Those criticisms in turn raised questions about how individuals in the west should enact their responsibilities towards the third world. The Biafran crisis came at the end of a decade when the Christian churches had expended much energy adapting to the social, political and cultural realities of decolonisation.
Some missionaries had even been encouraged to return to university to train in social work and other related areas, and to align their activities more closely with the world of development aid. In Biafra, these links came in particularly useful, since missionary networks and mission centres became integral to the distribution of emergency relief.
From RTÉ Archives, an RTÉ News report from August 1968 on Irish aid for famine relief in Biafra
Yet while Joint Church Aid (nicknamed "Jesus Christ Airlines" by its pilots) was busy flying famine relief into west Africa, a parallel debate was taking shape that fundamentally challenged how people in the west viewed their relationship with the global poor. It focused on themes that are familiar to us in the 21st century: economics, inequality and social justice.
Third world commentators, diplomats and statesmen condemned the concentration of wealth among certain states and players in the global economy. The Christian churches adopted an equally forthright tone. The publication of Pope Paul VI’s 1967 encyclical Populorum Progressio (on human development) brought the concept of justice to the centre of Catholic thinking and inspired the Irish Catholic hierarchy to create Trócaire six years later.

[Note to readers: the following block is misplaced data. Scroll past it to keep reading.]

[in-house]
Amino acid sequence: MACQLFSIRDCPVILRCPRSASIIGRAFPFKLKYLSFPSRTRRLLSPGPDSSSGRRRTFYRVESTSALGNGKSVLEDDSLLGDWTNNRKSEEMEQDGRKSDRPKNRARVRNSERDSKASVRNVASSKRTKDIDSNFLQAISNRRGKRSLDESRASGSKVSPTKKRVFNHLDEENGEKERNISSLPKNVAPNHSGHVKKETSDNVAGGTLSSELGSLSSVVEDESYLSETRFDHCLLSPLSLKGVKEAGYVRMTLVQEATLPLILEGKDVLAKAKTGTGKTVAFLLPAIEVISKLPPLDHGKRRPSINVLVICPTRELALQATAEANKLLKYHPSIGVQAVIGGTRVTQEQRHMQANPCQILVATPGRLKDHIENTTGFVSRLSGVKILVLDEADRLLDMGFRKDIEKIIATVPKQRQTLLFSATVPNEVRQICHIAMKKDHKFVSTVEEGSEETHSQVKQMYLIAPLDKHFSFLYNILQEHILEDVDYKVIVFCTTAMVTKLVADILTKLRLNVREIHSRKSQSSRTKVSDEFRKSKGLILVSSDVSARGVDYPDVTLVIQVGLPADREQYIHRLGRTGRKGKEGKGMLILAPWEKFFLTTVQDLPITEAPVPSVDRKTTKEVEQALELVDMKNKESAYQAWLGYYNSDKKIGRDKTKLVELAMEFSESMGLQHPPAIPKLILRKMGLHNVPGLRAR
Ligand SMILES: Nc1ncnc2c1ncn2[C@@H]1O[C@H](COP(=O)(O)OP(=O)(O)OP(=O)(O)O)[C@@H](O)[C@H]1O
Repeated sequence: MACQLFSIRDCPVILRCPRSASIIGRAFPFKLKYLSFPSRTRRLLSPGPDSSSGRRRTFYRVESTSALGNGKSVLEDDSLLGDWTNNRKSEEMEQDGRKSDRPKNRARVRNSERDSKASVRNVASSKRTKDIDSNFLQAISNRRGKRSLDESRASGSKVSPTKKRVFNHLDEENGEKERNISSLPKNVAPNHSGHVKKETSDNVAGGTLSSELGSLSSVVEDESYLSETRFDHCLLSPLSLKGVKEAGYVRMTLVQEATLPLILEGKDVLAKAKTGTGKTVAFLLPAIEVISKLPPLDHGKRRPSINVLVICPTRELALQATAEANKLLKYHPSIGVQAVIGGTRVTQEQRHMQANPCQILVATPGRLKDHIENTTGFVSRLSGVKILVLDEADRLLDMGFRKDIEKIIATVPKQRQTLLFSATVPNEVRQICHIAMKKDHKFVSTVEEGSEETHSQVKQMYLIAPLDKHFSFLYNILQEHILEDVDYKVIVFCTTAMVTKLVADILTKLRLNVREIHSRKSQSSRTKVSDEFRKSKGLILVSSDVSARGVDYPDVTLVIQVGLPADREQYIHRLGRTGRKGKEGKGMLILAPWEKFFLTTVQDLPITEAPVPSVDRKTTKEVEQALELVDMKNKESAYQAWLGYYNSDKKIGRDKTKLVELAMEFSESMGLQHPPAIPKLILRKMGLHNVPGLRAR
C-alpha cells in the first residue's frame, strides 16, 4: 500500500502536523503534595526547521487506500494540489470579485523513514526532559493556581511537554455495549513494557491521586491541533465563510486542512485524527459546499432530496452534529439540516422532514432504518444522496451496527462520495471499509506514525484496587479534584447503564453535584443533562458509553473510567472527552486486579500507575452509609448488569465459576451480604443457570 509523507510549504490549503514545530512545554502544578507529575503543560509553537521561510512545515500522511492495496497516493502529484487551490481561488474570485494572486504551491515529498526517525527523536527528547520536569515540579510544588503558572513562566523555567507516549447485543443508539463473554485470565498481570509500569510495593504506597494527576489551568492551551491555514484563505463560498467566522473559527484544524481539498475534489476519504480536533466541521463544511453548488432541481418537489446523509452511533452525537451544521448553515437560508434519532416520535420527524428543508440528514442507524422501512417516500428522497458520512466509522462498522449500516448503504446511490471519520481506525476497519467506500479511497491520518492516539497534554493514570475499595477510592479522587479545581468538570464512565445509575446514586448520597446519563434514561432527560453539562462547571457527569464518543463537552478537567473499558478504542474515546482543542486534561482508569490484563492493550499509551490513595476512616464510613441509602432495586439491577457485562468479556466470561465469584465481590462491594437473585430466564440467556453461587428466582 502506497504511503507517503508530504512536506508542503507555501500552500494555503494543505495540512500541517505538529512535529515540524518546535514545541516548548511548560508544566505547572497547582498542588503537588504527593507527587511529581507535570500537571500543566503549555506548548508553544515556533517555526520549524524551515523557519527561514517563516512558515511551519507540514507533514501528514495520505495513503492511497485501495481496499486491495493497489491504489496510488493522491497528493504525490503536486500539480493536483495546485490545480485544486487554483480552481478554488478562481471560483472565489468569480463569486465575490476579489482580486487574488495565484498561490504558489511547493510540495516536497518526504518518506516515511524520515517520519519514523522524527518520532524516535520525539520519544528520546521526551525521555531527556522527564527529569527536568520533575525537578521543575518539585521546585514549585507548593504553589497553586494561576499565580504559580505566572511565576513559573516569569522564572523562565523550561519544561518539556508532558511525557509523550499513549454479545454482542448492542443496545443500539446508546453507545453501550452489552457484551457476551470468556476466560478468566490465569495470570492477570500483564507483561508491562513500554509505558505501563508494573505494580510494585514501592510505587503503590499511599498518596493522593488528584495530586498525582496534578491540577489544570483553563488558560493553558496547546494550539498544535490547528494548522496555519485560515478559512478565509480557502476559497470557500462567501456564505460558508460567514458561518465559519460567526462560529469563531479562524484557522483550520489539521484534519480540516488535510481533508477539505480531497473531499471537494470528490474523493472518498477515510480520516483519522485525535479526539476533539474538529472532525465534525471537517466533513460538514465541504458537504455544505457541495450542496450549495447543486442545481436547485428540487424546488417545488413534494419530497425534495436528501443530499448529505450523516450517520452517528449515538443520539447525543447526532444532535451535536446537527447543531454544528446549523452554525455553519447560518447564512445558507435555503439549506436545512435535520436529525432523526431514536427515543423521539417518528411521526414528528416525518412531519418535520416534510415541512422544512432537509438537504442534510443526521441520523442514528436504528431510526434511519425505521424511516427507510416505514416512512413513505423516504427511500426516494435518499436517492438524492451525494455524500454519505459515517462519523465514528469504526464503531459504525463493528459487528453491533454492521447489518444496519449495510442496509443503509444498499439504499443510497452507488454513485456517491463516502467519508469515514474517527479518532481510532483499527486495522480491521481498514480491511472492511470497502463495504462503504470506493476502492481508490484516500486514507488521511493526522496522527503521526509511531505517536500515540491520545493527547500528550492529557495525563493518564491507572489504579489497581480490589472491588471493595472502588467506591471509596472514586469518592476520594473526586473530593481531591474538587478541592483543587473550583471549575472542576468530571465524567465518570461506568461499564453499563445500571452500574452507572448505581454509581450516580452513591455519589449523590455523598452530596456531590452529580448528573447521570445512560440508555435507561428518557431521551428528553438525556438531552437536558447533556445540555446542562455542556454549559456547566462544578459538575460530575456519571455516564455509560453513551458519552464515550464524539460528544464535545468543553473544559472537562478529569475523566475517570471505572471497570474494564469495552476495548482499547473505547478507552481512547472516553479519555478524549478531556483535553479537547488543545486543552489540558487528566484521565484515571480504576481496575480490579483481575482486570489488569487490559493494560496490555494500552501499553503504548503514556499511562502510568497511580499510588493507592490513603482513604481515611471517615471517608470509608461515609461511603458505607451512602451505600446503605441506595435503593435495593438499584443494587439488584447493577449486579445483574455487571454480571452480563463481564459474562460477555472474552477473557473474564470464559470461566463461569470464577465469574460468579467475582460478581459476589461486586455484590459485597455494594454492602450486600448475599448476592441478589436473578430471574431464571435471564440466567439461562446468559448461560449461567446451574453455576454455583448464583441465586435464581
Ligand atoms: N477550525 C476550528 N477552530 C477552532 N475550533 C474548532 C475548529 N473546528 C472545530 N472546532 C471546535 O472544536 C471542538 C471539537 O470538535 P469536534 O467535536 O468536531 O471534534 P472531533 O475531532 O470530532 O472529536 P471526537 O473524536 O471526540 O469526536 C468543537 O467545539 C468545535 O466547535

At the same time in Latin America, the emergence of what became known as "liberation theology" encouraged clergy to speak out against unjust social structures and class conflict. Their ideas were very different from the altruistic spirit that defined the relief effort in Biafra. What good was charity, they asked? Was it even compatible with the pursuit of an equitable world order?
From RTÉ Archives, New Day In Brazil was a 1977 Radharc documentary on liberation theology in Brazil
These questions remain as vital now as when they were posed in the late 1960s. They challenge us to think about how we understand our relationship to those we wish to help. Put simply, where the pursuit of justice and liberation implies some form of solidarity with the poor (or, at the very least, with their goals), the provision of aid and emergency relief is essentially a one-way relationship. We give in the expectation only that those on the receiving end will be grateful for our generosity.
Which approach is the "correct" one to take? The world needs the first responders like those who saved many lives in Biafra. Yet without recourse to economic justice and a re-ordering of the structures that perpetuate global inequality, where will that leave us? Unless we are prepared to tolerate a world in which the poor are constantly in "crisis", it is imperative that we do more to tackle the injustices that have left them in that position to begin with.